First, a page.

Corporate Europe is bowing to the pressure of Washington’s unilateral sanctions on Iran. The continent’s leading multinational firms, such as Airbus, Maersk, Peugeot, Total, and Siemens, are leaving a market many of them entered with enthusiasm after the 2015 nuclear deal with Iran.
The trickle of departures since Washington’s withdrawal from the nuclear deal has made it difficult to appreciate just how dramatic the European divestment has been. To address that oversight, we have released a report that catalogs the efforts of 136 European companies to conduct business with Iran, including 38 firms whose annual revenues have earned them a place in the Fortune Global 500 rankings. (The study also examines almost 100 firms outside Europe.)
Our study identified 52 European firms that have clearly indicated they will cut ties with Iran. This includes 19 firms that are part of the Global 500. Since the full array of U.S. sanctions won’t return until Nov. 4, or 180 days after Washington’s withdrawal from the nuclear deal, many firms have kept quiet about their plans -- we placed 76 European firms in the “No Announcement” category. A mere six have said they will ignore Washington’s pressure, while two will continue to operate because they are covered by exemptions.
Remarkably, no European company in the Global 500 plans to defy sanctions. The one firm that tried, Renault, soon chose to back down rather than put itself directly in the U.S. Treasury’s crosshairs.
For the French automaker, the cost of leaving Iran will be considerable. Last year, Renault signed the largest foreign auto deal in Iranian history, a $780 million agreement to increase its annual production capacity from 200,000 to 350,000 vehicles. In June, Renault announced its plans to resist.
Yet just six weeks later, the firm admitted it would likely put its Iranian operations on hold. It may seem strange that a firm which sells no cars in the United States would surrender a valuable market like Iran. However, what leading multinationals all understand is the potentially crippling risk of being cut off from the dollar and from the U.S. financial system.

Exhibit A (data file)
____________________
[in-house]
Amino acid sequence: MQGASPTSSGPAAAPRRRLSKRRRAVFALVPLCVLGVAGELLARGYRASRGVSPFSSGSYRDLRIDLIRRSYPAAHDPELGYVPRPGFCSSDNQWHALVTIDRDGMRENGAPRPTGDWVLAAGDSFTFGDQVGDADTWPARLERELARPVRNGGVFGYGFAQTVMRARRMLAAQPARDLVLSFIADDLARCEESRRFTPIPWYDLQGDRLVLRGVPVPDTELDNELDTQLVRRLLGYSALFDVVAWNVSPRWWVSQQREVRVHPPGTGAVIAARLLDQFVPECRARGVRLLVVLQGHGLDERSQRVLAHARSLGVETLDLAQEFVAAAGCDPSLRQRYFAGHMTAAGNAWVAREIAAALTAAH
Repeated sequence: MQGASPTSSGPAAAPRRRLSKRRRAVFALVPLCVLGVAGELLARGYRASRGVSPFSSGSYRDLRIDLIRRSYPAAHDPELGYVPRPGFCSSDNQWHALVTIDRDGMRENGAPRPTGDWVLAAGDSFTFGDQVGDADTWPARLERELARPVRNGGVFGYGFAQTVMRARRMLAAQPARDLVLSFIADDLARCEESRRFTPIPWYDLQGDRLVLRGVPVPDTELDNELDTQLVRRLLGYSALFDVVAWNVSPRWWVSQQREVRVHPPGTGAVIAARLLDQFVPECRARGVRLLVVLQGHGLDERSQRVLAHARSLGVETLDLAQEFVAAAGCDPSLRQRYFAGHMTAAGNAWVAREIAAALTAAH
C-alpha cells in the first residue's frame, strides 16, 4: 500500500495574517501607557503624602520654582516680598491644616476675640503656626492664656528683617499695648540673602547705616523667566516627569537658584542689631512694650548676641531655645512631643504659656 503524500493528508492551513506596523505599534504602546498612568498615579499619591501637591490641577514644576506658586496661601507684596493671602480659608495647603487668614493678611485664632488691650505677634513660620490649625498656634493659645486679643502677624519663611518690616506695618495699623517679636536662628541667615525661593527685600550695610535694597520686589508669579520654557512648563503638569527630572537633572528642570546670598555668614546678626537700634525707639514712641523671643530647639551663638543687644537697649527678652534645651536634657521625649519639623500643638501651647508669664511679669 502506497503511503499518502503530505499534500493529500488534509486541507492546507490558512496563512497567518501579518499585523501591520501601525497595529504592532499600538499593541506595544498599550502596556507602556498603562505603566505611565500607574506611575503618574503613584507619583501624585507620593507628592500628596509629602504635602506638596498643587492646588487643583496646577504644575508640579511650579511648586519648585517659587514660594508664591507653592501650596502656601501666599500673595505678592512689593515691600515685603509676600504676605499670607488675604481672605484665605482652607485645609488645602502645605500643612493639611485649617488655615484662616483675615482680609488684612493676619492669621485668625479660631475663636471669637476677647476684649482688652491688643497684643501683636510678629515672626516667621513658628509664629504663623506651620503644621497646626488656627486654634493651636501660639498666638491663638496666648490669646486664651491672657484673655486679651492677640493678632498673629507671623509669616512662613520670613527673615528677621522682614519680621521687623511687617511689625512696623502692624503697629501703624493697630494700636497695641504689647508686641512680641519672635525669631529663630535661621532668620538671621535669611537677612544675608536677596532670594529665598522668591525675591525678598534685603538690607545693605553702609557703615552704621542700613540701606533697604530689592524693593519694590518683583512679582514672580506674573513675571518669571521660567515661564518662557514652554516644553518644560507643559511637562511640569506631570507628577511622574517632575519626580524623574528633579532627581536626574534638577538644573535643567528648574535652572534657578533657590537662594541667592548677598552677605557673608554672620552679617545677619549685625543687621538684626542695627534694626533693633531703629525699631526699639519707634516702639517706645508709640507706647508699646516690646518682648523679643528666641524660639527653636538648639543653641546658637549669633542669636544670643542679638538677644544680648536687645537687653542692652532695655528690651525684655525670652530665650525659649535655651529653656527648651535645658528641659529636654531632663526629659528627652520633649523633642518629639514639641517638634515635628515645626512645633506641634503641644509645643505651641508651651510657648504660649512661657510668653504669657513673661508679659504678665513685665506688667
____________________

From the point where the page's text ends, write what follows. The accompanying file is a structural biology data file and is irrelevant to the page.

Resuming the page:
Politicians on both sides of the Atlantic have had a more difficult time comprehending this fact. As part of their bid to save the nuclear deal, European governments have set up euro-denominated financing facilities to provide an alternative for firms dependent on the dollar. Companies’ interest was anemic. As a French official explained to Reuters, “When you’re an economic player and a multinational with interests in the United States that works in dollars, you have a choice and that choice is made quickly.”
The European Union also moved to activate a blocking statute that would theoretically forbid European firms from complying with U.S. sanctions. Yet the law cannot prevent the United States from cutting off their access to the dollar and to the world’s largest market.
Of course, the elected official who misjudged the power of unilateral sanctions most thoroughly was Barack Obama, who insisted that Washington would have minimal leverage in nuclear negotiations with Iran if the European Union lifted its sanctions. Thus, Obama explained in 2015, the United States had to make a deal quickly, lest the European Union grow tired of trying to isolate Iran.
In a sense, Donald Trump’s withdrawal from the nuclear deal represented a gamble that unilateral sanctions would be far more effective than his predecessor forecasted. If the United States withdrew and European firms ignored American threats, it would have exposed Washington as powerless and cemented the nuclear deal as the foundation of Iranian relations with the West.
Instead, Washington has shown its ability to put severe pressure on Tehran at a time when its currency is already collapsing and the Iranian people are protesting the corruption, mismanagement, and foreign wars that have left them increasingly impoverished. A little over a year ago, the rial was trading at 37,500 to the dollar. The regime has shut down the currency trade, but the dollar this week reached a high of 138,000 rial on the black market.
If Iran still refuses to accept tough and enduring restraints on its nuclear and missile programs, then the United States should campaign for Iran’s expulsion from SWIFT, the global financial messaging system that cut off Iran in 2012, condemning it to unprecedented financial isolation. This may lead to another showdown between Washington and Brussels, since SWIFT is a Belgian entity subject to EU law.
The odds still favor Washington, but the strongest message to Iran would come from a united U.S.-European front. This means the White House would have to temper its instinctive hostility to Europe, while Europe would have to acknowledge the deep flaws of the existing nuclear deal. Of course, the people of Iran may take matters into their own hands before Western leaders take action.
David Adesnik is director of research at the Foundation for Defense of Democracies, where Saeed Ghasseminejad is a fellow. Follow David on Twitter @adesnik and Saeed @sghasseminejad. The views expressed are the authors' own.